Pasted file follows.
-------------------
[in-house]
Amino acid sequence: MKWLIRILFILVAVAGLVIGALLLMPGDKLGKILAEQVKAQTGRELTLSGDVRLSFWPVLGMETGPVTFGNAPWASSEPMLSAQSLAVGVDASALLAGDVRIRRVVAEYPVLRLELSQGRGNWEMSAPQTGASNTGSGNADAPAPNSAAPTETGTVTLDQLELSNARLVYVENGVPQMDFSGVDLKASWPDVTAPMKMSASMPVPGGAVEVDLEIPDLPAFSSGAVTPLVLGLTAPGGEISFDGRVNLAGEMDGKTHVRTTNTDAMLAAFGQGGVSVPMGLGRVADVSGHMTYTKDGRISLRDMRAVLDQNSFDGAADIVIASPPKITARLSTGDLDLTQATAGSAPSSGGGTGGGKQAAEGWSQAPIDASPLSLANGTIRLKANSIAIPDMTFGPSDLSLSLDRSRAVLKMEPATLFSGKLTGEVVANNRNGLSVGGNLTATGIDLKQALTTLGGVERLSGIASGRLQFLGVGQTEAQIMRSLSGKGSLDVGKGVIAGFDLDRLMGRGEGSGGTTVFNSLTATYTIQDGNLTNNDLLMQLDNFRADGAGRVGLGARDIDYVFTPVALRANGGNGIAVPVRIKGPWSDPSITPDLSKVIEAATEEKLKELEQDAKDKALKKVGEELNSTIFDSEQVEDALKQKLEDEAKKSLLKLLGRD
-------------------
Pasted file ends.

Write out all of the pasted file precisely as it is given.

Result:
[in-house]
Amino acid sequence: MKWLIRILFILVAVAGLVIGALLLMPGDKLGKILAEQVKAQTGRELTLSGDVRLSFWPVLGMETGPVTFGNAPWASSEPMLSAQSLAVGVDASALLAGDVRIRRVVAEYPVLRLELSQGRGNWEMSAPQTGASNTGSGNADAPAPNSAAPTETGTVTLDQLELSNARLVYVENGVPQMDFSGVDLKASWPDVTAPMKMSASMPVPGGAVEVDLEIPDLPAFSSGAVTPLVLGLTAPGGEISFDGRVNLAGEMDGKTHVRTTNTDAMLAAFGQGGVSVPMGLGRVADVSGHMTYTKDGRISLRDMRAVLDQNSFDGAADIVIASPPKITARLSTGDLDLTQATAGSAPSSGGGTGGGKQAAEGWSQAPIDASPLSLANGTIRLKANSIAIPDMTFGPSDLSLSLDRSRAVLKMEPATLFSGKLTGEVVANNRNGLSVGGNLTATGIDLKQALTTLGGVERLSGIASGRLQFLGVGQTEAQIMRSLSGKGSLDVGKGVIAGFDLDRLMGRGEGSGGTTVFNSLTATYTIQDGNLTNNDLLMQLDNFRADGAGRVGLGARDIDYVFTPVALRANGGNGIAVPVRIKGPWSDPSITPDLSKVIEAATEEKLKELEQDAKDKALKKVGEELNSTIFDSEQVEDALKQKLEDEAKKSLLKLLGRD